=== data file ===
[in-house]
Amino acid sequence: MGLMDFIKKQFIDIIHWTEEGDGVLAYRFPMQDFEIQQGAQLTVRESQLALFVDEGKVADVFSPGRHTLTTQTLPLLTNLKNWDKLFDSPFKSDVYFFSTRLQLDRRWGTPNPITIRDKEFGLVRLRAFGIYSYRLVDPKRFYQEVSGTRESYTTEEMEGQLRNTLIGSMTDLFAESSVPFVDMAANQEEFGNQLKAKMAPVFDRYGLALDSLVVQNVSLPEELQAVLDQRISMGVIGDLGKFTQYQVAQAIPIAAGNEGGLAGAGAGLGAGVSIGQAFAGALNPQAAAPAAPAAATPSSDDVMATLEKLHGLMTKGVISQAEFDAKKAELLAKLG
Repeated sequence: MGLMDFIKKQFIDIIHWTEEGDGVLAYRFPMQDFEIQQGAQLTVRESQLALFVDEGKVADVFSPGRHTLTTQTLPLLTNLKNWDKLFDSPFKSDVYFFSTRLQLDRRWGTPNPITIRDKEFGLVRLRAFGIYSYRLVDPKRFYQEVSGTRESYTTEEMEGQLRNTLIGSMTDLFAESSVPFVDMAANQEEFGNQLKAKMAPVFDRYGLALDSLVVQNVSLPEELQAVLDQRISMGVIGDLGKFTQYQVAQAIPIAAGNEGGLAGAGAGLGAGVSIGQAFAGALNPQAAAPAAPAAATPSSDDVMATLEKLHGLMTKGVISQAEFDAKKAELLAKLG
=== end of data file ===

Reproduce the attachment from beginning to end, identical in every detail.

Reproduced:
[in-house]
Amino acid sequence: MGLMDFIKKQFIDIIHWTEEGDGVLAYRFPMQDFEIQQGAQLTVRESQLALFVDEGKVADVFSPGRHTLTTQTLPLLTNLKNWDKLFDSPFKSDVYFFSTRLQLDRRWGTPNPITIRDKEFGLVRLRAFGIYSYRLVDPKRFYQEVSGTRESYTTEEMEGQLRNTLIGSMTDLFAESSVPFVDMAANQEEFGNQLKAKMAPVFDRYGLALDSLVVQNVSLPEELQAVLDQRISMGVIGDLGKFTQYQVAQAIPIAAGNEGGLAGAGAGLGAGVSIGQAFAGALNPQAAAPAAPAAATPSSDDVMATLEKLHGLMTKGVISQAEFDAKKAELLAKLG
Repeated sequence: MGLMDFIKKQFIDIIHWTEEGDGVLAYRFPMQDFEIQQGAQLTVRESQLALFVDEGKVADVFSPGRHTLTTQTLPLLTNLKNWDKLFDSPFKSDVYFFSTRLQLDRRWGTPNPITIRDKEFGLVRLRAFGIYSYRLVDPKRFYQEVSGTRESYTTEEMEGQLRNTLIGSMTDLFAESSVPFVDMAANQEEFGNQLKAKMAPVFDRYGLALDSLVVQNVSLPEELQAVLDQRISMGVIGDLGKFTQYQVAQAIPIAAGNEGGLAGAGAGLGAGVSIGQAFAGALNPQAAAPAAPAAATPSSDDVMATLEKLHGLMTKGVISQAEFDAKKAELLAKLG